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Campus Police

Being Stopped by Police - What to do

What Should I Do If I'm Being Stopped by a Police Officer

Students often make a difficult situation even worse by responding inappropriately when confronted by a law enforcement officer. We want to help you understand what to do when stopped by the police in an effort to help them reduce potential problems. At some point in your FMU career, you may be stopped and questioned by a police officer, either on campus or off. This could happen for a variety of reasons:

 

  • the person may have committed a traffic violation
  • the person or the vehicle may fit the description of a crime suspect
  • the person might appear to be in trouble or need some type of assistance
  • the person may have witnessed a crime or may be in an area of risk due to a crime or emergency
  • Another citizen may have made a complaint against you and the officer is trying to determine if the complaint has merit
  • The officer may be stopping you for Campus access control reasons

 

It is natural for students and others to feel confused, anxious, or even a bit angry if they are confronted by police. Law enforcement officers may be anxious as well, as they never know when a “routine” matter can get out of hand or create a risky situation, particularly after dark.  The best advice for students in this situation is to cooperate fully with police. Law enforcement officials suggest the following things for people to try to remember when stopped by police:

 

  • if driving and you see the overhead red and blue lights and/or hear the siren, stay calm and pull over to the side of the road
  • remain in the vehicle unless asked to exit by the officer
  • avoid sudden movements and keep hands visible
  • encourage any passengers to remain calm and cooperative
  • avoid being argumentative or confrontational— if you want to fight a ticket, do it in court
  • be honest in your responses
  • remember that many departments have one-person patrol cars, so it is not out of the ordinary to have two or more police cars on a site at a time
  • In all cases, if an officer asks you to identify yourself, you are not required by law to do so. However your cooperation will speed the process of the encounter.

 

 

If you are a student, you are required by FMU policy to carry at all times and present your FMU Identification Card to any University Official upon request.  University officials include FMU police officers. You can locate the policy in the Student Handbook under FMU (ID) Card Services.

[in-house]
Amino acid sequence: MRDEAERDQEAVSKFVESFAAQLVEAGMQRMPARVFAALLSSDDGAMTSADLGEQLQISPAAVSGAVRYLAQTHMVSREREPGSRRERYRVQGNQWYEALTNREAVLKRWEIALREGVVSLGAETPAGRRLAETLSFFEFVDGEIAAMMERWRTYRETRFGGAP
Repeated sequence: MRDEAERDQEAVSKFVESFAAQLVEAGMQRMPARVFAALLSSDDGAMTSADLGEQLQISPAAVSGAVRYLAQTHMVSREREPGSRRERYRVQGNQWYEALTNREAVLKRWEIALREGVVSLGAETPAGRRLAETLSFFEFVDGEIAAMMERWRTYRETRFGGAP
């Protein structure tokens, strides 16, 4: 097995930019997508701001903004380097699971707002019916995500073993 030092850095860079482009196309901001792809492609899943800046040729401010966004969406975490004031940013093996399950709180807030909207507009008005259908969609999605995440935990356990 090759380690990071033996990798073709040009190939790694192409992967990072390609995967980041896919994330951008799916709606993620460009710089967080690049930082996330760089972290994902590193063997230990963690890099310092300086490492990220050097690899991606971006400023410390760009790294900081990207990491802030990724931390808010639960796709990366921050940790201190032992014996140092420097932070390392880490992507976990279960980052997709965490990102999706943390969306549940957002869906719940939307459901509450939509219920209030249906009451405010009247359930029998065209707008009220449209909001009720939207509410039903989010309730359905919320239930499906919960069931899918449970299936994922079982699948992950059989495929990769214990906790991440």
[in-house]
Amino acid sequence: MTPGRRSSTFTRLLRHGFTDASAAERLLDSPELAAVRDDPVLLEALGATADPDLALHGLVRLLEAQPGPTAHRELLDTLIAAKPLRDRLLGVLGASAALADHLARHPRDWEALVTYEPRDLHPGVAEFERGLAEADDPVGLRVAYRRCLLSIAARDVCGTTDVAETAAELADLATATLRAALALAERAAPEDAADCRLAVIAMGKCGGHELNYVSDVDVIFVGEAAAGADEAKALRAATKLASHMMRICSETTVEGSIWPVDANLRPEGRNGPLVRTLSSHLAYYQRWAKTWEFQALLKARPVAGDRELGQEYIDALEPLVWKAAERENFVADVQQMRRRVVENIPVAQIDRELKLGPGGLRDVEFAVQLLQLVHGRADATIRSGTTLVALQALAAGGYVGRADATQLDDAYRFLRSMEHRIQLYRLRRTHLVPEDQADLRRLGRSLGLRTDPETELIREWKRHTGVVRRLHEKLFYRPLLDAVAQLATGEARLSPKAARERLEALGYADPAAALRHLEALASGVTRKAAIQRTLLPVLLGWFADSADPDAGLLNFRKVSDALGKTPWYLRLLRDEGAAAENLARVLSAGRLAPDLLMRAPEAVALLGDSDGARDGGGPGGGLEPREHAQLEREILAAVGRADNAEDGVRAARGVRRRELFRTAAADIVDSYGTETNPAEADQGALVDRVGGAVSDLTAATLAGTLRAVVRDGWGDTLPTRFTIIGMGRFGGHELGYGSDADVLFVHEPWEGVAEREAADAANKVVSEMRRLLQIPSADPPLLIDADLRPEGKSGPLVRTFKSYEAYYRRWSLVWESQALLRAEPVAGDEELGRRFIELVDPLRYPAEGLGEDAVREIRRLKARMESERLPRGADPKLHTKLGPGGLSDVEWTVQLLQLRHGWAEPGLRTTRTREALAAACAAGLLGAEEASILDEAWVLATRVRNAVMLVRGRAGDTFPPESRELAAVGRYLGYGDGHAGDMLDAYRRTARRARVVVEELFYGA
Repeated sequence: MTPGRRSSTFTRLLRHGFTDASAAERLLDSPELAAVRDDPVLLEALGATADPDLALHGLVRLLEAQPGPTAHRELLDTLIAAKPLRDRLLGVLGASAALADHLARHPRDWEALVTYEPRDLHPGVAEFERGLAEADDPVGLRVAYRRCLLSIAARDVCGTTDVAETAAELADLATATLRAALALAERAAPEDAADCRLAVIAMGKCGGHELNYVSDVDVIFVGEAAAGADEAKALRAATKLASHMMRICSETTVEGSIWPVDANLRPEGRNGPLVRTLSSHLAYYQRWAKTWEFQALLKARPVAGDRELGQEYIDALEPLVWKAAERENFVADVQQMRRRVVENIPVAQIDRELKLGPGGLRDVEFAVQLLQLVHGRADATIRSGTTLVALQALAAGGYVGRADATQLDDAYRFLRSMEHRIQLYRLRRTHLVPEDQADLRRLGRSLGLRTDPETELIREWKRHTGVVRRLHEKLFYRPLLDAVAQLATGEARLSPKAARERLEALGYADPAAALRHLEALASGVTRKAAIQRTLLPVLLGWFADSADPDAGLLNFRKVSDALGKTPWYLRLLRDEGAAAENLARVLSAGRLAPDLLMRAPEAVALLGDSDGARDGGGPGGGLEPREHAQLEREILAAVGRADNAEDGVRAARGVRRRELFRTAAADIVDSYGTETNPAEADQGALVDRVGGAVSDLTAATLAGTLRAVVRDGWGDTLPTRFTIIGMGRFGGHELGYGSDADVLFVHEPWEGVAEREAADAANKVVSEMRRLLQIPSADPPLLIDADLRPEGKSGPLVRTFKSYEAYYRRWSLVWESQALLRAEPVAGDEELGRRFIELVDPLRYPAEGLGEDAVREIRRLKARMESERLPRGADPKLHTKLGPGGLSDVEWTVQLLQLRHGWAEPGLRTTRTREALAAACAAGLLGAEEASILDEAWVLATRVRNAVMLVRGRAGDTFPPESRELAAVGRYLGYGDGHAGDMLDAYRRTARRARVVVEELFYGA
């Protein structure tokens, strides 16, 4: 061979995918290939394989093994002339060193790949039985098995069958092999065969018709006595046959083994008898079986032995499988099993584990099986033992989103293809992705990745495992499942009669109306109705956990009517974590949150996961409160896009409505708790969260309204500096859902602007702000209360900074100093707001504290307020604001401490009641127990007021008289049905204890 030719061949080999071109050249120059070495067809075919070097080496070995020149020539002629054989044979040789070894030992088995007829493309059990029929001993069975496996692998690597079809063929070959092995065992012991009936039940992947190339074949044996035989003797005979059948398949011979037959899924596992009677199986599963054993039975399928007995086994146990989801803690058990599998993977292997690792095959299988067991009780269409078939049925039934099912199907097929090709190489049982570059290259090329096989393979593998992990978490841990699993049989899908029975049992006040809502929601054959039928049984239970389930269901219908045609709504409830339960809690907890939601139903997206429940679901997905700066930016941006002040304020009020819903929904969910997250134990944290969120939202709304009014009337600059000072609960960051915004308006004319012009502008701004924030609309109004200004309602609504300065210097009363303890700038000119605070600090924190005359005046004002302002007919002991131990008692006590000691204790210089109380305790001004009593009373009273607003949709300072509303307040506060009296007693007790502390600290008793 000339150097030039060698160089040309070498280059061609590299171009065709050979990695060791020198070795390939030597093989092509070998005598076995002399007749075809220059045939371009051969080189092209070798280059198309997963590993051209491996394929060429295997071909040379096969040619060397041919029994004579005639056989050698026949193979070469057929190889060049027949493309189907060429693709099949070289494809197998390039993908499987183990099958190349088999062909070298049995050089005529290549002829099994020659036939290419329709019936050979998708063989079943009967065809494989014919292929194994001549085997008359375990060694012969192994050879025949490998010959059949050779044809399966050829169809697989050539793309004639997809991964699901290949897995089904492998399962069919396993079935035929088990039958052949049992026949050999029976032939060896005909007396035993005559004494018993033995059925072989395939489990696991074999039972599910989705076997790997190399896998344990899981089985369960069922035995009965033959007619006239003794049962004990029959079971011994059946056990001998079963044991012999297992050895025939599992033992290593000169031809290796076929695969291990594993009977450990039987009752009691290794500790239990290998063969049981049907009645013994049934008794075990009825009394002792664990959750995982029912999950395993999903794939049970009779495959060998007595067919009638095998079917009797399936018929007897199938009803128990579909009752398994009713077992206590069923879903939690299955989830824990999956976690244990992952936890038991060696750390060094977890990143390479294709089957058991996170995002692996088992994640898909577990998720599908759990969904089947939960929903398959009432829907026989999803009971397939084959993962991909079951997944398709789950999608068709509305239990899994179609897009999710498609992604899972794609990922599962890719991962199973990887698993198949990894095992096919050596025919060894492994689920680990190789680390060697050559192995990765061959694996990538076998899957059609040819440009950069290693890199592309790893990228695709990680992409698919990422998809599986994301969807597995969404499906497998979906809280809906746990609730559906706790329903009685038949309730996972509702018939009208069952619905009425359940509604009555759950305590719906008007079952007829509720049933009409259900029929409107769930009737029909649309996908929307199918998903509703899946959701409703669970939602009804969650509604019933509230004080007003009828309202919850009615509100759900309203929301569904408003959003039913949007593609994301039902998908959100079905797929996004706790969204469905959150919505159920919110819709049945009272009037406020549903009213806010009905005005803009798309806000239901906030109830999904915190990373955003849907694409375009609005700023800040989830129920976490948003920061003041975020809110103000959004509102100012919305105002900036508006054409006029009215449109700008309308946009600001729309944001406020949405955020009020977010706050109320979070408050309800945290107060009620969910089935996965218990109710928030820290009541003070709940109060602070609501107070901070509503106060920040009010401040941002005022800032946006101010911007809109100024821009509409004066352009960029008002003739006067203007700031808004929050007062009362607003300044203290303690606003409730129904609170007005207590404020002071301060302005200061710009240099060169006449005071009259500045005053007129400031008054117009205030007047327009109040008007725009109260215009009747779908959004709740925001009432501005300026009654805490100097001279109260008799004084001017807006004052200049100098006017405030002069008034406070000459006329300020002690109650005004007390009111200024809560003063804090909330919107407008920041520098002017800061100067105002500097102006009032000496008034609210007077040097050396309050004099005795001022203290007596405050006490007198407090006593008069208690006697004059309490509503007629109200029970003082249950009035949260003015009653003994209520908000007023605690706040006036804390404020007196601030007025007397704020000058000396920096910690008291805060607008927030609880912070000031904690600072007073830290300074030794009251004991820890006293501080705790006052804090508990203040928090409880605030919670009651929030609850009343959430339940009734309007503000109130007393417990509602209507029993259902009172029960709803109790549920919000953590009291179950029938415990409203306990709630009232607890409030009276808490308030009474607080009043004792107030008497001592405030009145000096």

If the officer is investigating a crime or complaint, they may also ask reasonable questions to help them determine whether a crime has occurred or a complaint is valid. We encourage you to do your best to answer the questions the officer poses. Refusal to answer questions may prevent an officer from clearing you of suspicion and can lead to your arrest.

 

Ordinarily, a police officer may not detain you for more than a reasonable length of time. There are exceptions however, which would occur under very unusual circumstances such as public disorders or other large-scale emergencies.

 

If an officer asks to take you somewhere else, you may ask if you are being placed under arrest. If you are not under arrest, the officer should explain why he or she feels you need to be moved. You may refuse to go, but this may lead to an arrest or an additional charge based on the specific circumstances. If you are placed under arrest the officer must tell you with what crime you are charged.

If during any encounter with a FMU Police Officer, you feel the officer has acted unprofessionally or treated you rudely, you may file a complaint at the Campus Police Office Monday through Friday during normal business hours.  Please ask to speak to Chief Austin or Captain Glenn.

 

On the other hand, if you have observed an officer act in an exceptionally professional and admirable manner and you would like that officer to receive public and professional recognition, please contact Chief Austin or Captain Glenn in person or by phone.  We appreciate positive as well as negative feedback.

 

If you wish to write us, please do so at:

  

Francis Marion University Police

PO Box 100547

Florence, SC 29501 - 0547

 

Note: The contents of this page are intended to provide useful information to the general public. It should not be construed as legal advice or counsel. Given the circumstances of the situation, you may wish to consult an attorney who may advise you of your specific legal rights and options.

 

 

Last Published: August 4, 2008 2:10 PM
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